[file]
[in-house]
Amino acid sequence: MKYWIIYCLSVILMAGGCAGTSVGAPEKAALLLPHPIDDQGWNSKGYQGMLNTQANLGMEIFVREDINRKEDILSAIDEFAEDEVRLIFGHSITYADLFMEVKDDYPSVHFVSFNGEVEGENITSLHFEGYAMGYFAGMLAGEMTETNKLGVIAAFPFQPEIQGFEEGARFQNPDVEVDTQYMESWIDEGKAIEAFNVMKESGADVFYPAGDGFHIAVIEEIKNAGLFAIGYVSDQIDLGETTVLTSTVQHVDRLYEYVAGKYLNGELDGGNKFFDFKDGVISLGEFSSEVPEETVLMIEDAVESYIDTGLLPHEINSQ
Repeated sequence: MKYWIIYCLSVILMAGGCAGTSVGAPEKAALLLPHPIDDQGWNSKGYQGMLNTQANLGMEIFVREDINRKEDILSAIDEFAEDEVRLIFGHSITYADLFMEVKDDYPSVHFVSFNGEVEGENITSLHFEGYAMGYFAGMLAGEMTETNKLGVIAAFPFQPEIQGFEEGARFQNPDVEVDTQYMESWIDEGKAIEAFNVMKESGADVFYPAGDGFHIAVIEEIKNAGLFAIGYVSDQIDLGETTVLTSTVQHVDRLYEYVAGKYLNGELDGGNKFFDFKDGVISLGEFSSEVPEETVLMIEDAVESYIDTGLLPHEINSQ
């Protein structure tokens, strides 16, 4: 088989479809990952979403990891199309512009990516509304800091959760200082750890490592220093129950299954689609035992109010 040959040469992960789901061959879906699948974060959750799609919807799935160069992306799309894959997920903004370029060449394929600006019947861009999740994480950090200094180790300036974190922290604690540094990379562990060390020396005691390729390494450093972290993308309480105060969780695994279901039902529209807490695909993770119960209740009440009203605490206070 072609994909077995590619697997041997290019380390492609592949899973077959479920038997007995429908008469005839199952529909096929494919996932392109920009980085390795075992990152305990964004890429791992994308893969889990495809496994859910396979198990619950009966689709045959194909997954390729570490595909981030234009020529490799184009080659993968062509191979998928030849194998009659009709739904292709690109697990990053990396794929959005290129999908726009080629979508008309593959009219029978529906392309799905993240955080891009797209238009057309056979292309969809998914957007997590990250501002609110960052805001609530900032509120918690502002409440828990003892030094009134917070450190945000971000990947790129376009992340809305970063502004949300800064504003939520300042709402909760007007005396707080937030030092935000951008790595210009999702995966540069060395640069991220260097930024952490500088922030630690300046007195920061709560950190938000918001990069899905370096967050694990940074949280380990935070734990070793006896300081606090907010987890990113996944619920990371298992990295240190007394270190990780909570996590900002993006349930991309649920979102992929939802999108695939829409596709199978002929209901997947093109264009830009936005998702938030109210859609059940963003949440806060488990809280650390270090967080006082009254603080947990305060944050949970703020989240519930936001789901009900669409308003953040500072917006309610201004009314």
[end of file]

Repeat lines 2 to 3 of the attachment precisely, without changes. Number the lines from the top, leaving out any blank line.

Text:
Amino acid sequence: MKYWIIYCLSVILMAGGCAGTSVGAPEKAALLLPHPIDDQGWNSKGYQGMLNTQANLGMEIFVREDINRKEDILSAIDEFAEDEVRLIFGHSITYADLFMEVKDDYPSVHFVSFNGEVEGENITSLHFEGYAMGYFAGMLAGEMTETNKLGVIAAFPFQPEIQGFEEGARFQNPDVEVDTQYMESWIDEGKAIEAFNVMKESGADVFYPAGDGFHIAVIEEIKNAGLFAIGYVSDQIDLGETTVLTSTVQHVDRLYEYVAGKYLNGELDGGNKFFDFKDGVISLGEFSSEVPEETVLMIEDAVESYIDTGLLPHEINSQ
Repeated sequence: MKYWIIYCLSVILMAGGCAGTSVGAPEKAALLLPHPIDDQGWNSKGYQGMLNTQANLGMEIFVREDINRKEDILSAIDEFAEDEVRLIFGHSITYADLFMEVKDDYPSVHFVSFNGEVEGENITSLHFEGYAMGYFAGMLAGEMTETNKLGVIAAFPFQPEIQGFEEGARFQNPDVEVDTQYMESWIDEGKAIEAFNVMKESGADVFYPAGDGFHIAVIEEIKNAGLFAIGYVSDQIDLGETTVLTSTVQHVDRLYEYVAGKYLNGELDGGNKFFDFKDGVISLGEFSSEVPEETVLMIEDAVESYIDTGLLPHEINSQ